2. It's okay to ask for 50% upfront (certified funds) and 50% upon completion (certified funds).
3. If you need the work but are unsure the client will pay, ask for 100% upfront. If they want it done, they'll hire you. If not, move on to the next job.
4. If you're working a trashout and have a distinct funny feeling about possibly getting paid (your gut won't lie), ask for 50% upfront and the 50% upon completion at the worksite. Get all the trashout items ready for the truck, but don't load a thing until they show up with that other 50%. If they don't pay you, be prepared to leave those trashout items right where you found them -- on their property, right where you found them. (Again, always certified funds in these scenarios.)
AGAIN, DON'T DO ANYTHING ILLEGAL. DO EVERYTHING BY THE BOOKS... "MY ATTORNEY MADE ME SAY IT." Good luck and let me know how it goes.
Question (from Separate Business Owner): ... [I] HAVE NOT RECEIVED MY FIRST CHECK. I [k]now there is a 30-60 day turn around, but was thinking the worst; what if they never paid me, they are a small company, what if they went out of business, I would not really have much recourse to collect. Please let me know. Thank you, M.
Hi M. Your current situation sounds very similar to a scenario I had with a broker in the Atlanta area (smaller broker who was the front-man for about ten properties in ATL). He was getting paid, factoring his invoices and going from sub to sub to float his monies ... but was not paying all of his invoices... learned a lot on that one... What are your terms on your invoices (i.e., payment upon completion, 30 days, 60, etc.)? If you didn't outline these in your invoices, make sure you do it next time... For the scenario at hand, DON'T DO ANOTHER ASSIGNMENT until they clear up the old invoices... trust me on this one ... any company can understand that you need to be paid... if you were working directly with the bank, I'd say just hold on a bit; 60 days is not that bad. But you have a middle man (smaller company, too) in this situation and you don't have a contract, which worries me... I know you don't want to lose the client, but are you working for free? Ask them about payment. Tell them you need to clear up old invoices before you can begin the next assignment. Before you work on the next property, draw up an agreement (can be very informal) outlining your work with them going forward, your terms, etc. Consider collecting after each job if you continue to work with them.. again, know you don't want to lose the client (which you may), but it's not worth it if they are not paying.. they'll just go on to the next sub if they have no intentions of paying... again, PERSONAL experience speaking loudly here... let me know how it goes... Cassandra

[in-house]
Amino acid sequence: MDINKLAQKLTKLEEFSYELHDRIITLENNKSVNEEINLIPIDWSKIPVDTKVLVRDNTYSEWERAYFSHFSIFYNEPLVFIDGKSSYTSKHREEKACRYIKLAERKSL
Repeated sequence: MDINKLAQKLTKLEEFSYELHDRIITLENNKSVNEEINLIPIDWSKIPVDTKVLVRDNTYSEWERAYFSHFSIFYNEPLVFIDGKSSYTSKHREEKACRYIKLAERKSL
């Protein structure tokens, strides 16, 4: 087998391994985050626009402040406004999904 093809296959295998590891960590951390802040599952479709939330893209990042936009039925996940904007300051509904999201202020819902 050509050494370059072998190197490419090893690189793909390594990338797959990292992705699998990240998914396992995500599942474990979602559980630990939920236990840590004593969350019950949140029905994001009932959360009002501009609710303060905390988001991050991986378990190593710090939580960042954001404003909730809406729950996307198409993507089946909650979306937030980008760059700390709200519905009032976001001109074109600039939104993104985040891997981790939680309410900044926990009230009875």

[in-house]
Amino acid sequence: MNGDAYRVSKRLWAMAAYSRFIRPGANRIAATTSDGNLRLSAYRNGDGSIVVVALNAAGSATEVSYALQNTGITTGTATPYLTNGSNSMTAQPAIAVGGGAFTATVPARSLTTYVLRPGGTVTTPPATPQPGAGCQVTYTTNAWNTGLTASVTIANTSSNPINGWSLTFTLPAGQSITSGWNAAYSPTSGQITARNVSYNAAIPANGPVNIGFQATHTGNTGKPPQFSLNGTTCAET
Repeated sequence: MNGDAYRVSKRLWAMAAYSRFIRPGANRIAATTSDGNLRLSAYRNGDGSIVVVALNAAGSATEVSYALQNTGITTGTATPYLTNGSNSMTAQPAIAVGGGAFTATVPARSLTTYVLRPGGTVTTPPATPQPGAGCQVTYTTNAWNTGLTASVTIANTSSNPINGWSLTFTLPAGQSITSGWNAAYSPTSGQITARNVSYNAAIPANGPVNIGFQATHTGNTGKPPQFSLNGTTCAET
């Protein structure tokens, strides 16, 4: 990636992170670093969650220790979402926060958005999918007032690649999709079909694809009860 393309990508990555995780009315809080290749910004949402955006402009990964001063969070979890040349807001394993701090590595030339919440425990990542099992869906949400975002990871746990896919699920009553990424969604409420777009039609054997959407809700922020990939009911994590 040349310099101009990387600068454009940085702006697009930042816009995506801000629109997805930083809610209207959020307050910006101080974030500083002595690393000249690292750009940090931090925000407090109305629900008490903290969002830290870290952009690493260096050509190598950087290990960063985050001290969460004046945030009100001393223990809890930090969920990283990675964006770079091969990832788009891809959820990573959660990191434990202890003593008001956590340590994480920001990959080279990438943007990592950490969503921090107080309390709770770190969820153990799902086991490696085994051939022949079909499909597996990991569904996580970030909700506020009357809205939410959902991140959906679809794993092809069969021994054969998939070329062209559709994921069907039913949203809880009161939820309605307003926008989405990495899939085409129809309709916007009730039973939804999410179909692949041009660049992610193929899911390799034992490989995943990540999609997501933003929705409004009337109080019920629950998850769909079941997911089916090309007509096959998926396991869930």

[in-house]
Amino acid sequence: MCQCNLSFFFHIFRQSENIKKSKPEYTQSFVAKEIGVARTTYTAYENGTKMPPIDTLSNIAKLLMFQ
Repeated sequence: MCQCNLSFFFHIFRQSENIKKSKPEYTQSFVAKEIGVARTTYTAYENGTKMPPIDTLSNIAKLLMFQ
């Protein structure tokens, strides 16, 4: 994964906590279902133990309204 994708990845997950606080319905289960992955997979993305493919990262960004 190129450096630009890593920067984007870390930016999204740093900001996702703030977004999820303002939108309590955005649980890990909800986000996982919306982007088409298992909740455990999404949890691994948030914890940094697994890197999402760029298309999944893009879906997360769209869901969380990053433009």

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"Cassandra, Thank you for the 5 Steps. ... I'm really appreciative of your outstanding and sincere effort to support entrepreneurs in the property business. I purchased your Foreclosure Cleaning ebooks which is in line with my desire to never, ever, work in corporate America again. ... You truly are an inspiration to me. Thank you. I'll see you in the Tropics !! All the best, J., Arizona"
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Devise an in-house bill collecting "policy" and use it. It can be a simple document you type and keep in your files for your reference. I.e., what will happen the first, second, third week when a client is late paying; at what point will you stop working for them; etc.